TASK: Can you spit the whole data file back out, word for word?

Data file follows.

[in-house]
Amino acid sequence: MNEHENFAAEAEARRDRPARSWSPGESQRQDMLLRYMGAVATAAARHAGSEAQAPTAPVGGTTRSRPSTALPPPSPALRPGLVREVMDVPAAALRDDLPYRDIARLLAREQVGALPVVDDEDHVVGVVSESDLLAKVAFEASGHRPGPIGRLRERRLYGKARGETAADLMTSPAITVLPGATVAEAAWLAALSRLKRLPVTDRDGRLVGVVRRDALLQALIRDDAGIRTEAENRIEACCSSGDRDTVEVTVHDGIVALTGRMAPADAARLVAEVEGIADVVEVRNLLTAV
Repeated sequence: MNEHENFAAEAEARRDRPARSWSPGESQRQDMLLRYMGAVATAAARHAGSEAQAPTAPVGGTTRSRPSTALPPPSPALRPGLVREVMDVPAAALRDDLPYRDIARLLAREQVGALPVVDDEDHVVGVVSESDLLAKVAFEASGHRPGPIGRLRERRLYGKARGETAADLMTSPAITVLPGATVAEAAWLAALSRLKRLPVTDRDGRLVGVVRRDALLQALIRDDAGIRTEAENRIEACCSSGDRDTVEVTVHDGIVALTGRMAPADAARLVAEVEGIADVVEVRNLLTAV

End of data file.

[in-house]
Amino acid sequence: MNEHENFAAEAEARRDRPARSWSPGESQRQDMLLRYMGAVATAAARHAGSEAQAPTAPVGGTTRSRPSTALPPPSPALRPGLVREVMDVPAAALRDDLPYRDIARLLAREQVGALPVVDDEDHVVGVVSESDLLAKVAFEASGHRPGPIGRLRERRLYGKARGETAADLMTSPAITVLPGATVAEAAWLAALSRLKRLPVTDRDGRLVGVVRRDALLQALIRDDAGIRTEAENRIEACCSSGDRDTVEVTVHDGIVALTGRMAPADAARLVAEVEGIADVVEVRNLLTAV
Repeated sequence: MNEHENFAAEAEARRDRPARSWSPGESQRQDMLLRYMGAVATAAARHAGSEAQAPTAPVGGTTRSRPSTALPPPSPALRPGLVREVMDVPAAALRDDLPYRDIARLLAREQVGALPVVDDEDHVVGVVSESDLLAKVAFEASGHRPGPIGRLRERRLYGKARGETAADLMTSPAITVLPGATVAEAAWLAALSRLKRLPVTDRDGRLVGVVRRDALLQALIRDDAGIRTEAENRIEACCSSGDRDTVEVTVHDGIVALTGRMAPADAARLVAEVEGIADVVEVRNLLTAV